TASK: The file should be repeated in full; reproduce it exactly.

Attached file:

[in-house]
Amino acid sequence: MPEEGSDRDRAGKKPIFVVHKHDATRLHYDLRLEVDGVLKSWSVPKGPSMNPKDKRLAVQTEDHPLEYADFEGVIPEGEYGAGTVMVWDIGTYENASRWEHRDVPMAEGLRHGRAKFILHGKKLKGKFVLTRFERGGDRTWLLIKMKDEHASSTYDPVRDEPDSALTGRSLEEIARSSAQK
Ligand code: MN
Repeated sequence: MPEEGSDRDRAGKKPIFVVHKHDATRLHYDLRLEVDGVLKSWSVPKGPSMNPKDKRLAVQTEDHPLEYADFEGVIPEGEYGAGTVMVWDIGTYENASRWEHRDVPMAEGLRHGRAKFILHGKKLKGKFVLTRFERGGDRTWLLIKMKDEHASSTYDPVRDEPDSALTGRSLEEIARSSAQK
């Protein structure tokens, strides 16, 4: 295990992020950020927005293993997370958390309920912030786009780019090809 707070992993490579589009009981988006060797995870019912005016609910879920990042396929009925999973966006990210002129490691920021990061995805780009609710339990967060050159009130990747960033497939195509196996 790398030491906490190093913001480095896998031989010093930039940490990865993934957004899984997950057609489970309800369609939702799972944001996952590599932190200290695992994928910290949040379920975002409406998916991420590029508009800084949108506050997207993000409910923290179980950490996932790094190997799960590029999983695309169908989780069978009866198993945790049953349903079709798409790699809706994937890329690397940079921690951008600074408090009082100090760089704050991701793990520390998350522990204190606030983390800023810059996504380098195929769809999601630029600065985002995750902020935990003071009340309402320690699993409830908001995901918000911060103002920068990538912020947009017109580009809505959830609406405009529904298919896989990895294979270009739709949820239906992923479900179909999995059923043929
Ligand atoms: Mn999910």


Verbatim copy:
[in-house]
Amino acid sequence: MPEEGSDRDRAGKKPIFVVHKHDATRLHYDLRLEVDGVLKSWSVPKGPSMNPKDKRLAVQTEDHPLEYADFEGVIPEGEYGAGTVMVWDIGTYENASRWEHRDVPMAEGLRHGRAKFILHGKKLKGKFVLTRFERGGDRTWLLIKMKDEHASSTYDPVRDEPDSALTGRSLEEIARSSAQK
Ligand code: MN
Repeated sequence: MPEEGSDRDRAGKKPIFVVHKHDATRLHYDLRLEVDGVLKSWSVPKGPSMNPKDKRLAVQTEDHPLEYADFEGVIPEGEYGAGTVMVWDIGTYENASRWEHRDVPMAEGLRHGRAKFILHGKKLKGKFVLTRFERGGDRTWLLIKMKDEHASSTYDPVRDEPDSALTGRSLEEIARSSAQK
């Protein structure tokens, strides 16, 4: 295990992020950020927005293993997370958390309920912030786009780019090809 707070992993490579589009009981988006060797995870019912005016609910879920990042396929009925999973966006990210002129490691920021990061995805780009609710339990967060050159009130990747960033497939195509196996 790398030491906490190093913001480095896998031989010093930039940490990865993934957004899984997950057609489970309800369609939702799972944001996952590599932190200290695992994928910290949040379920975002409406998916991420590029508009800084949108506050997207993000409910923290179980950490996932790094190997799960590029999983695309169908989780069978009866198993945790049953349903079709798409790699809706994937890329690397940079921690951008600074408090009082100090760089704050991701793990520390998350522990204190606030983390800023810059996504380098195929769809999601630029600065985002995750902020935990003071009340309402320690699993409830908001995901918000911060103002920068990538912020947009017109580009809505959830609406405009529904298919896989990895294979270009739709949820239906992923479900179909999995059923043929
Ligand atoms: Mn999910």